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DVP Interview: Bonnie Lewkowicz and Judith Smith

Bonnie Lewkowicz interviewed Judith Smith. for the Disability Visibility Project™ at StoryCorps San Francisco on September 6, 2014. In this clip, Bonnie Lewkowicz talks with Judith Smith about the creation of AXIS Dance Company, a contemporary dance company specializing in integrated work with dancers of all abilities. Judith and Bonnie talk about the social and political implications of doing this type of dance. Both discuss the challenges of traveling by strange and sometimes inaccessible means with the company for shows abroad. Both describe their work as a passion and activism. Bonnie and Judith share moments of impact both for them and audience members in creating and viewing their integrated dances.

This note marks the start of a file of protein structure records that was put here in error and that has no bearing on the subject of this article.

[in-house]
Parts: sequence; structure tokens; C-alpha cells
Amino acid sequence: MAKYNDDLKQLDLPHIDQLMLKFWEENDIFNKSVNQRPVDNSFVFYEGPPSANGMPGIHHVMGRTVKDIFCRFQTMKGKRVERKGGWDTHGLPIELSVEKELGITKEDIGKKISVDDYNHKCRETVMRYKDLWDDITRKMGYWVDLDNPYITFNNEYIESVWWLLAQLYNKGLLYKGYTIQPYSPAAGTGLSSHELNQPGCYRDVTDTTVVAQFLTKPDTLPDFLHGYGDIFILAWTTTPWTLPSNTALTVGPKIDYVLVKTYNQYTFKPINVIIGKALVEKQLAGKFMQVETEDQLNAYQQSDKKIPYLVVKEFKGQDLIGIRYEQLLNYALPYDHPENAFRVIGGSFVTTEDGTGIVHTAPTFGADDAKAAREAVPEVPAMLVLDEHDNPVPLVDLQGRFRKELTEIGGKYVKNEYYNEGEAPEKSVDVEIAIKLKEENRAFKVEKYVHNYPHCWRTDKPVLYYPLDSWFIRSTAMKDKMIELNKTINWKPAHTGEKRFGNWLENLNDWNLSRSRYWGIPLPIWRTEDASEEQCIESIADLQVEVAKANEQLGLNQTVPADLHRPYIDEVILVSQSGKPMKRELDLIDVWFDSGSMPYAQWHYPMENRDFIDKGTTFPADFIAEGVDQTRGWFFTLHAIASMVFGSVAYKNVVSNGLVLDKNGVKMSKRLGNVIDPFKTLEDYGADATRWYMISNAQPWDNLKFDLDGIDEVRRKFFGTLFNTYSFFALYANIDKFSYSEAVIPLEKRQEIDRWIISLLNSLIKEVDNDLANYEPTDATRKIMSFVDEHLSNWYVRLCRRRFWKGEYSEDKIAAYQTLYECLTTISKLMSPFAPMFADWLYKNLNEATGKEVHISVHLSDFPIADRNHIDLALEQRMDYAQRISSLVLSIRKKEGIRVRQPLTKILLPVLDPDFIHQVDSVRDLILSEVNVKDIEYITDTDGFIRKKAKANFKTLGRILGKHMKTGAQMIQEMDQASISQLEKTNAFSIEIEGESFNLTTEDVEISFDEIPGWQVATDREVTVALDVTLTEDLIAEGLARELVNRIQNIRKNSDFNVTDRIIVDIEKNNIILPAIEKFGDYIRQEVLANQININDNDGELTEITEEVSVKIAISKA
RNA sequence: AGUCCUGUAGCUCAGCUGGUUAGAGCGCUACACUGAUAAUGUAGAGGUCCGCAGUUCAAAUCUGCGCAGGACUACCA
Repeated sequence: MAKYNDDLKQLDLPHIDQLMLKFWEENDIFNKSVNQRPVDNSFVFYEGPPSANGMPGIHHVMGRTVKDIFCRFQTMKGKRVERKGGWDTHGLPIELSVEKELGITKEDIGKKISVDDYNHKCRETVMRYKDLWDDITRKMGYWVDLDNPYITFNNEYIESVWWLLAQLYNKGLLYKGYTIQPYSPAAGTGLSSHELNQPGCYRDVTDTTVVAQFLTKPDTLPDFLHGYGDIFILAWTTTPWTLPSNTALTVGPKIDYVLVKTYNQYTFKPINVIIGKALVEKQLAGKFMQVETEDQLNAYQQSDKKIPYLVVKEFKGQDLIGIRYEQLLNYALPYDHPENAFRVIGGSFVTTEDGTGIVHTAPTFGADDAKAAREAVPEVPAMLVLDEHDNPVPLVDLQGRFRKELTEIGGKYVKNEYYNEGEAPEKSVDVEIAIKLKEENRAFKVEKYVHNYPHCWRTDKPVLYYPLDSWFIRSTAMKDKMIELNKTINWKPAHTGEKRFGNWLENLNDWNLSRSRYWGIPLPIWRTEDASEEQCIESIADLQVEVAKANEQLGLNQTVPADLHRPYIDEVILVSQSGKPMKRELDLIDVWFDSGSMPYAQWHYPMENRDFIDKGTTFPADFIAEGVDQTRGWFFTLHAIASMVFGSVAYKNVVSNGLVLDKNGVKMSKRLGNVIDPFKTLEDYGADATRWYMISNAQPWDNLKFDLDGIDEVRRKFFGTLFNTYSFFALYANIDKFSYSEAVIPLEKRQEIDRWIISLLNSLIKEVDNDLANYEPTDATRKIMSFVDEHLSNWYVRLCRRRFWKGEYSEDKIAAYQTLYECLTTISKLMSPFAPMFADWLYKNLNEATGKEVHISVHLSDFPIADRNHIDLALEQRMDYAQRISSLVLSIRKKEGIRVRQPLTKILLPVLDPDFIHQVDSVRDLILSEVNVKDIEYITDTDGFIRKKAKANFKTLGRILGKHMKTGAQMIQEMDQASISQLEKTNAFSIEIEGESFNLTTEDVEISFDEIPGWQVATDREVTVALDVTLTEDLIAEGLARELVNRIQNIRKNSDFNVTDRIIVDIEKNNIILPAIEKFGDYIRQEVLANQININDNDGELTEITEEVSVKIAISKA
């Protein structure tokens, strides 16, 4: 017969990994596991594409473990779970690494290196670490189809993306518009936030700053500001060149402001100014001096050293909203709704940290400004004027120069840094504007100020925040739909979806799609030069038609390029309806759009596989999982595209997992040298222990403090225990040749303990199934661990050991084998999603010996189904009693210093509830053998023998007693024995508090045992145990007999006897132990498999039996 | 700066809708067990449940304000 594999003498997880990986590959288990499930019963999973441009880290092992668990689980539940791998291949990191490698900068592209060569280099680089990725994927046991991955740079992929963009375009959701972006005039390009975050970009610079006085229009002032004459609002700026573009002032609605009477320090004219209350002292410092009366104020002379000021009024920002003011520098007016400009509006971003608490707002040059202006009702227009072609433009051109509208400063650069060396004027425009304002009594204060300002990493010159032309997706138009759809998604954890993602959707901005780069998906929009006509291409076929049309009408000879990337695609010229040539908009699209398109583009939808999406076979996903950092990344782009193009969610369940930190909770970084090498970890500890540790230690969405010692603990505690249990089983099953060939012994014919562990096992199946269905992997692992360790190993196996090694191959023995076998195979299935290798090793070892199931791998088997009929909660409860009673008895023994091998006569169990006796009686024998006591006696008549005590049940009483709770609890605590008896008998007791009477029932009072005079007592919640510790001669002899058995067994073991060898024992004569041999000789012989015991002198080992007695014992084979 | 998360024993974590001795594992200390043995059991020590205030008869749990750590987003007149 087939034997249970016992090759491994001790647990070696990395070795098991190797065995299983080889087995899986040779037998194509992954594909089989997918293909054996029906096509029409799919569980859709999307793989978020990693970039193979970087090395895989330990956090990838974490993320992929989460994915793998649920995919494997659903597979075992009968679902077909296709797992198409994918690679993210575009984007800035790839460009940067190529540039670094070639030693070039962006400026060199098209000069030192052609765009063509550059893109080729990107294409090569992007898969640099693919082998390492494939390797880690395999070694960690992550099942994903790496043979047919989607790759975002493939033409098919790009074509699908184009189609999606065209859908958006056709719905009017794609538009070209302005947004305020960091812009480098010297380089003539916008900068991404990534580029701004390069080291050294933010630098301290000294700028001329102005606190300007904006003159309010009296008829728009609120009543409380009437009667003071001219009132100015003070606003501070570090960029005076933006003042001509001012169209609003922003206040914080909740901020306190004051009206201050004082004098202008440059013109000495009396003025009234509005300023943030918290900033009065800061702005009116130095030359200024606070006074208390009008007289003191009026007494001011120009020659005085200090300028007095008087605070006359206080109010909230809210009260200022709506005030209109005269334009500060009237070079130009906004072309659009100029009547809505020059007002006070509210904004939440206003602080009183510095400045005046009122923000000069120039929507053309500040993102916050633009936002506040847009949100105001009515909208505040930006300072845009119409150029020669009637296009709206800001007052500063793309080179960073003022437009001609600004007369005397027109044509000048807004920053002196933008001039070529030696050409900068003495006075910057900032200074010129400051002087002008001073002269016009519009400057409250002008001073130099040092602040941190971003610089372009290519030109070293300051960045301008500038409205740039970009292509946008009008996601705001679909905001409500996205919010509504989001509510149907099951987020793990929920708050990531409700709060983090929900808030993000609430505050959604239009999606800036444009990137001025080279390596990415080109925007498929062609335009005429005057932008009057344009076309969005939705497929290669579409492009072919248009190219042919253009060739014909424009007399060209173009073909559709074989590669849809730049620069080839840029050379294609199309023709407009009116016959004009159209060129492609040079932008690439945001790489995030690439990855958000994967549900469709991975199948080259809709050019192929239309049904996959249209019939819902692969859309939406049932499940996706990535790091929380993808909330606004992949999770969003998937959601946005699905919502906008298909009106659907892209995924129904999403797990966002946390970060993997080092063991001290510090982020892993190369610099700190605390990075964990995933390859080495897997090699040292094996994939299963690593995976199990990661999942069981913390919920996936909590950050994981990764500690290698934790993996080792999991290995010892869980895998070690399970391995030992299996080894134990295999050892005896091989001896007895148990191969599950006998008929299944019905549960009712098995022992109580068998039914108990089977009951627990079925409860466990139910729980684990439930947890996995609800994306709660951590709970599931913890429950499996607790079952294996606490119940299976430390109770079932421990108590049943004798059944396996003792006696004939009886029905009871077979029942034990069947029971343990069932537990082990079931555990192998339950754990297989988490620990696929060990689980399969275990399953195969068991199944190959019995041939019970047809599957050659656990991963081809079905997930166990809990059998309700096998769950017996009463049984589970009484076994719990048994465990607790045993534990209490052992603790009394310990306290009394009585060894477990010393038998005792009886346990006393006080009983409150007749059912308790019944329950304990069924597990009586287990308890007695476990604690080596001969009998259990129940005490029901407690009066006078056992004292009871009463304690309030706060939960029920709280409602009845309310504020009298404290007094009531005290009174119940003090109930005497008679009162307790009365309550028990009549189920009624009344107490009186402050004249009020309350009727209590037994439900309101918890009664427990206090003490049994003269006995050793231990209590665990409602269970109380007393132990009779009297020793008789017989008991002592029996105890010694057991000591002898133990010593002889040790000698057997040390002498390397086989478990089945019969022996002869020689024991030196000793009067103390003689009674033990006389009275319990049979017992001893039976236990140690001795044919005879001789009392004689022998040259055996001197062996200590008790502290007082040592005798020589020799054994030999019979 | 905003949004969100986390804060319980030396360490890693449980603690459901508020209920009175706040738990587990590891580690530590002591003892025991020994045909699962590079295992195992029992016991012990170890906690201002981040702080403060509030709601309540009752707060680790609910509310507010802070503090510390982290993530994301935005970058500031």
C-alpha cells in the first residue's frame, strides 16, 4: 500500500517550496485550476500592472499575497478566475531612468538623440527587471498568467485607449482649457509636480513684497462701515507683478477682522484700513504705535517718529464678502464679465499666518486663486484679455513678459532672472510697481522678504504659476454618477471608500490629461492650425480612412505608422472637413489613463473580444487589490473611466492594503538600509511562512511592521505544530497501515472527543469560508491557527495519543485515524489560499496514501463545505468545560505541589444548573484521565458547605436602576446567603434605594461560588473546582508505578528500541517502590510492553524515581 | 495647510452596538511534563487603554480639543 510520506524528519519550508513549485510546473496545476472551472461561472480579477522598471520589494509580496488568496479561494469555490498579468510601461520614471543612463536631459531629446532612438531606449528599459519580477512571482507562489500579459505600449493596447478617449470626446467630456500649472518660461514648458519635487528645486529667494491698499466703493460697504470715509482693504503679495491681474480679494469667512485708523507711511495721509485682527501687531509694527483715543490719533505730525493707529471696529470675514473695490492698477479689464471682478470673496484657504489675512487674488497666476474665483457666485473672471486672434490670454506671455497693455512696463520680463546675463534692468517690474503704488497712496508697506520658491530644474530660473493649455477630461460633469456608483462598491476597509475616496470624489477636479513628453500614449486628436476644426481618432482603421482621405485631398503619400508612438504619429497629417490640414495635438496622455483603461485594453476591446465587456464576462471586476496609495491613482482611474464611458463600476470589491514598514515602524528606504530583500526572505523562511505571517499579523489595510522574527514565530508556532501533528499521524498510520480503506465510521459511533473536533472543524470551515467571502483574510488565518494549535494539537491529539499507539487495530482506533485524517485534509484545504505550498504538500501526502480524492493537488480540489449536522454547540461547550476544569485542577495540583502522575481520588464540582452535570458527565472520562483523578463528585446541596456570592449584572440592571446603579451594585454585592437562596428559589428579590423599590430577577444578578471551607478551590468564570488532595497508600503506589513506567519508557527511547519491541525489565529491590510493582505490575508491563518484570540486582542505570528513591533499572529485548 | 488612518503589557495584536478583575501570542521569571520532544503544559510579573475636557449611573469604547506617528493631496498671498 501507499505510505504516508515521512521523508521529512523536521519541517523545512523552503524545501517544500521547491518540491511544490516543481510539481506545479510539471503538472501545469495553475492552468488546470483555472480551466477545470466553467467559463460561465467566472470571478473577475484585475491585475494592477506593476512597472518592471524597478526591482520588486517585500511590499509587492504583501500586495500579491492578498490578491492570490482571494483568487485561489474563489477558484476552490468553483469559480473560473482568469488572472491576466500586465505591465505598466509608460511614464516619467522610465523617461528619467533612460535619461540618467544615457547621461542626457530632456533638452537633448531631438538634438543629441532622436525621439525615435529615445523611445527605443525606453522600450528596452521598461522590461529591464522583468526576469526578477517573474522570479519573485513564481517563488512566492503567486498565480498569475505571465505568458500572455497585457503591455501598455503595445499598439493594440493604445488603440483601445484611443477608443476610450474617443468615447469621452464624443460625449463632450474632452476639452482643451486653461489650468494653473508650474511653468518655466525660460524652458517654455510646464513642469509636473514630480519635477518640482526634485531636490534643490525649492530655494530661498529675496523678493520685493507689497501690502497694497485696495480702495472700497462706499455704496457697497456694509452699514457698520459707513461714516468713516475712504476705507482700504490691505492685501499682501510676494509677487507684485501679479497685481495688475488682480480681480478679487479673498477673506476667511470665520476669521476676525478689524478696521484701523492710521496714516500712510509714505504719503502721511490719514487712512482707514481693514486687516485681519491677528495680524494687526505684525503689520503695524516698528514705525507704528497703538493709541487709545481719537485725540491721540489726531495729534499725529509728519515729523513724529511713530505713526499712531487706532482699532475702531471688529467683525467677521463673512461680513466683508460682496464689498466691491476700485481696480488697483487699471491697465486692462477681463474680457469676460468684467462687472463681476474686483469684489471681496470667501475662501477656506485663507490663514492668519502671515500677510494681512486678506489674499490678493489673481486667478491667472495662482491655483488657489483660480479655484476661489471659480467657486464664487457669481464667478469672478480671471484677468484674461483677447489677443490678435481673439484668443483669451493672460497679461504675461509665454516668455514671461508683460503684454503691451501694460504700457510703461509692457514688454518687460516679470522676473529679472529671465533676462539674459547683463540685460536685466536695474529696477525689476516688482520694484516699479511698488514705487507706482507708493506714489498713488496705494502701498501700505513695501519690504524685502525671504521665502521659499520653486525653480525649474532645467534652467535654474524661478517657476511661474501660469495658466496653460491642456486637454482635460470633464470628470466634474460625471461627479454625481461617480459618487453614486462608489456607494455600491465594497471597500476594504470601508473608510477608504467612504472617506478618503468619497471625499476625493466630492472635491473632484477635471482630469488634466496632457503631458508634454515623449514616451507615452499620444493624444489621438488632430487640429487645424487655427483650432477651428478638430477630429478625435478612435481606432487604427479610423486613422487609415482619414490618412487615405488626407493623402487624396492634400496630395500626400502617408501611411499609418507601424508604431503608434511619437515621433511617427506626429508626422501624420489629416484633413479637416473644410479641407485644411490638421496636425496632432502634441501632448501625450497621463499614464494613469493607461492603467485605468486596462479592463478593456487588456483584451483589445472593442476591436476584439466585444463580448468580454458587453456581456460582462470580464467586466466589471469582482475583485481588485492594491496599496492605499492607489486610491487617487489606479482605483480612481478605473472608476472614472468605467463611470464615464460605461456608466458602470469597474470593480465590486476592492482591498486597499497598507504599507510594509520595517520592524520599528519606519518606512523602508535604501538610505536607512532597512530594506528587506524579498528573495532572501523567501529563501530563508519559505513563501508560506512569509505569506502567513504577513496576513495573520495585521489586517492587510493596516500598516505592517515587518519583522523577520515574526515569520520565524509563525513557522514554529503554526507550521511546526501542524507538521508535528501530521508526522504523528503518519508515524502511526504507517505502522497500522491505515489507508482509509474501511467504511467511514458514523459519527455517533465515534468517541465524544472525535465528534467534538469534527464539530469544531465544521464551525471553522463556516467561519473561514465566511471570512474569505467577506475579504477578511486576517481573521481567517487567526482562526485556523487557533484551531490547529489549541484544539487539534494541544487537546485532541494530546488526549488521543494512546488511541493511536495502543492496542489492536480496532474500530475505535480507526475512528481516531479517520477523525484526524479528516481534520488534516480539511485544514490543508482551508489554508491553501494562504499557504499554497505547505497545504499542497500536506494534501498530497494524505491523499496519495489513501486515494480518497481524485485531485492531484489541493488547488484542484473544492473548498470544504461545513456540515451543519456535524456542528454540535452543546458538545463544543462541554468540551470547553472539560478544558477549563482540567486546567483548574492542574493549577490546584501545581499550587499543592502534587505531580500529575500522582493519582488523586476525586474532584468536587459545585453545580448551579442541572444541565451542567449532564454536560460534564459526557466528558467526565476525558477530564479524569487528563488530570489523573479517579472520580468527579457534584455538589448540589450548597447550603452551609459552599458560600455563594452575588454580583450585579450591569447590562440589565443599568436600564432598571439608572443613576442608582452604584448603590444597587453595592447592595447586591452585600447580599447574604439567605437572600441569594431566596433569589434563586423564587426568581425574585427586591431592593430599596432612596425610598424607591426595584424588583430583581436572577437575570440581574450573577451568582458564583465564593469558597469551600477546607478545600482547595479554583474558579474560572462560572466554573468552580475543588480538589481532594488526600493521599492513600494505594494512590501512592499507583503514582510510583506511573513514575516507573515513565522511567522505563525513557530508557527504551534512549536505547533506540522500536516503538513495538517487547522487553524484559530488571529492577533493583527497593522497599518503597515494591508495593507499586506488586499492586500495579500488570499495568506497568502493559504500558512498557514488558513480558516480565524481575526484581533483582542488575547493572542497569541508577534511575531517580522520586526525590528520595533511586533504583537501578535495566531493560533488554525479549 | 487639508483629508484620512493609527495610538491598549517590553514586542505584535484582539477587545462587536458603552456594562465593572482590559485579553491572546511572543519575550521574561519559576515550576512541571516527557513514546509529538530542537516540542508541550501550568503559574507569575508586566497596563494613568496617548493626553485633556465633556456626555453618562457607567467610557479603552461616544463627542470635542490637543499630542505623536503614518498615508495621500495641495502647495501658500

Text Transcript:

[Instrumental music – dancie, bright tone with a peppy drumbeat]

Judith Smith: Bonnie and I both have had the experience of having somebody say, “Well Bonnie what do you do?” and Bonnie says…

Bonnie Lewkowicz: Well, I dance, and then

Judith Smith: They say…. “you can walk!”

Bonnie Lewkowicz: “Oh so you get out of your chair?” Or it’s the deer in the headlights like, um…

Judith Smith: Yeah, the mind kinda goes blank, you know, so um…

Bonnie Lewkowicz: Remember that…

Both in unison: flight attendant

Bonnie Lewkowicz: We were on the jet way

Judith Smith: in San Jose going to Boston